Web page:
“The highly educated, Najib was Gorbachev favorite, why he was installed Afghan president despite opposition from within Soviet Communist Party”

Najib told me it wasn’t the same, but asked me to give him a list of questions, answers to which he would post to me to Moscow. At the airport, I was approached by an Afghan official to hand me over my photograph with Najib and assure me I would soon get answers to my questions. I didn’t file any story while in Kabul, so but back home, I filed three stories – all of which were taken on the edit page, (one of them I have still preserved), apart from an exclusive interview with Najib.

What I observed in Kabul and Jalalabad was interesting: Though Najib told me that his national reconciliation plan wasn’t easy enough, as it meant uniting different political forces, including the two factions of the Left-wing People’s Democratic Party of Afghanistan (PDPA), Khalq and Parcham, which had alternatively ruled the country and were at loggerheads, and interaction with a cross-section, including traders, workers, tribesmen, government officials and PDPA cadres in Kabul and Jalalabad revealed that it did held out hope.

Wasim Siddiq, a party cadre in his mid-1930s who had lost two of his relatives during the violent past, told me, “We are all tired of this war. We want peace. Both we and those who are in the opposition camp.” According to him, people had become politically more conscious, even illiterate peasants would listen to radio stations – Kabul, Moscow, Islamabad, BBC, Voice of America. They wanted to be better informed, looked forward to the days when large number of refugees – about 1.5 million – who had fled to Pakistan would return to Afghanistan.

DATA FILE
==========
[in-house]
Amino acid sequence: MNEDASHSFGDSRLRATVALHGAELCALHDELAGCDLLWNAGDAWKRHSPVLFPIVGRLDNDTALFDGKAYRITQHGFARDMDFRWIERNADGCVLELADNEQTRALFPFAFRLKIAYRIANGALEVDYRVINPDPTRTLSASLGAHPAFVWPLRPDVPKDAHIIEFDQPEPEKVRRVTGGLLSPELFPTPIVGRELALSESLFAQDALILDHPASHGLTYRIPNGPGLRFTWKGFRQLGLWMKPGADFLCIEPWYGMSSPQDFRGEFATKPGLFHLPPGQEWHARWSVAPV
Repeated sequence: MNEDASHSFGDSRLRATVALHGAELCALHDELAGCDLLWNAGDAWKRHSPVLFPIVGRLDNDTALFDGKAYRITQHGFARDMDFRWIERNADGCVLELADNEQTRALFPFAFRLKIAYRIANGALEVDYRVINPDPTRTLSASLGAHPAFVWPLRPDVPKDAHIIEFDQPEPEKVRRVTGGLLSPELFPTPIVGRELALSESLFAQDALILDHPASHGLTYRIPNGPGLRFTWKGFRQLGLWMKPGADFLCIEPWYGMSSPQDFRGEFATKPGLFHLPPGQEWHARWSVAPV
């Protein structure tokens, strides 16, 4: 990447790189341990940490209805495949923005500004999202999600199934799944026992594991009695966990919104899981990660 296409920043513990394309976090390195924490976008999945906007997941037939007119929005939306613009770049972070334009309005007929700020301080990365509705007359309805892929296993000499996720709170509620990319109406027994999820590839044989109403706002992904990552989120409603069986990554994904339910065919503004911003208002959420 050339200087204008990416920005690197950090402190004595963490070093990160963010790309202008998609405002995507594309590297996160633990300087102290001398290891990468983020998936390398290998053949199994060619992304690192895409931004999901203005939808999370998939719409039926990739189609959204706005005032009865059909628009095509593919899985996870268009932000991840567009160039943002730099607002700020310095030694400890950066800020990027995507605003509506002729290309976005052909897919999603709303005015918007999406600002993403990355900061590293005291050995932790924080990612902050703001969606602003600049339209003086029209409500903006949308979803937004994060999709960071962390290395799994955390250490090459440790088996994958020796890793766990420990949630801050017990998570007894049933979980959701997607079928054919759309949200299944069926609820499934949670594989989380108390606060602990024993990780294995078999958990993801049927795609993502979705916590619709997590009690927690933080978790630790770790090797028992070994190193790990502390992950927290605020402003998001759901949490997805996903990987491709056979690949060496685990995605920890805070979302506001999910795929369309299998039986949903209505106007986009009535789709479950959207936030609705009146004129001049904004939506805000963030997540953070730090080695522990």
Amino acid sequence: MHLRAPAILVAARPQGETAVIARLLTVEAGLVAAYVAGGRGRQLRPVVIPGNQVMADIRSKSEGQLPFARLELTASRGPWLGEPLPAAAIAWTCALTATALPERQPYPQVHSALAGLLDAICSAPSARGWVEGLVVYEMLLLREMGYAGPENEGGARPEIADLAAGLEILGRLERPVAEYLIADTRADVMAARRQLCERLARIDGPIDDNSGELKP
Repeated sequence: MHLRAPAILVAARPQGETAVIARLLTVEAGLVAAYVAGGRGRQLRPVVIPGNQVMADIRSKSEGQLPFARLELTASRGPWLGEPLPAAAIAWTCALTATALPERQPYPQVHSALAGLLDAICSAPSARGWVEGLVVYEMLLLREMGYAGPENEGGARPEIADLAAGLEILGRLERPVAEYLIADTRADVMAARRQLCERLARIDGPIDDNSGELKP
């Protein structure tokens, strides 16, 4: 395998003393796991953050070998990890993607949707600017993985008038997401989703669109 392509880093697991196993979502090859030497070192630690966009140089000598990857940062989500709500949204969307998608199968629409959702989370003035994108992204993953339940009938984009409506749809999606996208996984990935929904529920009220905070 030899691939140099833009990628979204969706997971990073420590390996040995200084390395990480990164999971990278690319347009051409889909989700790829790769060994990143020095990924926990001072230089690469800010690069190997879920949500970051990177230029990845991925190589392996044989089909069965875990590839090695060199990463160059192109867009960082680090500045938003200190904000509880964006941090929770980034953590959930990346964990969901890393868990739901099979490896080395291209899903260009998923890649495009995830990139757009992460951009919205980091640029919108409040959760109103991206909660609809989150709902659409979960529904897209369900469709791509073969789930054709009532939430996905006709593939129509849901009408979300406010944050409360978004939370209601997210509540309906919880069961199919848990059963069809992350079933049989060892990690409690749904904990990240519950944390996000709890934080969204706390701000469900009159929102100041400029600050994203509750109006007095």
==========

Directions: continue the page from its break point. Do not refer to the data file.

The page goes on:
In Kabul, I was told by head of the Afghan chamber of commerce – whom I met in the hotel I was staying – how under Najib business could flourish if his offer for peace was successful. A similar sentiment appeared to prevail in Jalalabad, where a cloth merchant told me, people wanted peace, wanted to utilise the opportunities offered by the government to develop trade and business. At a jirgah near Jalalabad, the tribesmen spoke loudly that “enough blood” had been shed, hence they wanted peace so that they could move around freely between Pakistan and Afghanistan.

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Afghan rebels (left) at a press meet with Defence Minister.

Even as I was in Kabul, sections of Afghan opposition that were at war with the then Afghan government seemed keen to give up arms. Officials told me, about 2,000 armed men surrendered their weapons on January 18 and signed a peace protocol in Herat province, and this had become a “regular feature” in Afghanistan. One Ishhan Bahbah of the Baghban province and three other rebel leaders, Mohammad Ahmed Yaqubi, Nasiruddin Amin and Nizamuddin Wahdad, addressed a press conference. Wahdad, we were told, had returned from Pakistan, from where he was fighting.

No doubt, Najib faced a Herculean task: The armed rebels were an estimated 70,000 strong, but what I failed to understand as to why was the US supporting the Mujahideen, who were bigots of the worst type. There was enough reason to give Najib a chance. Indeed, Najib’s reconciliation plan was strongly progressive in a feudal-tribal setup.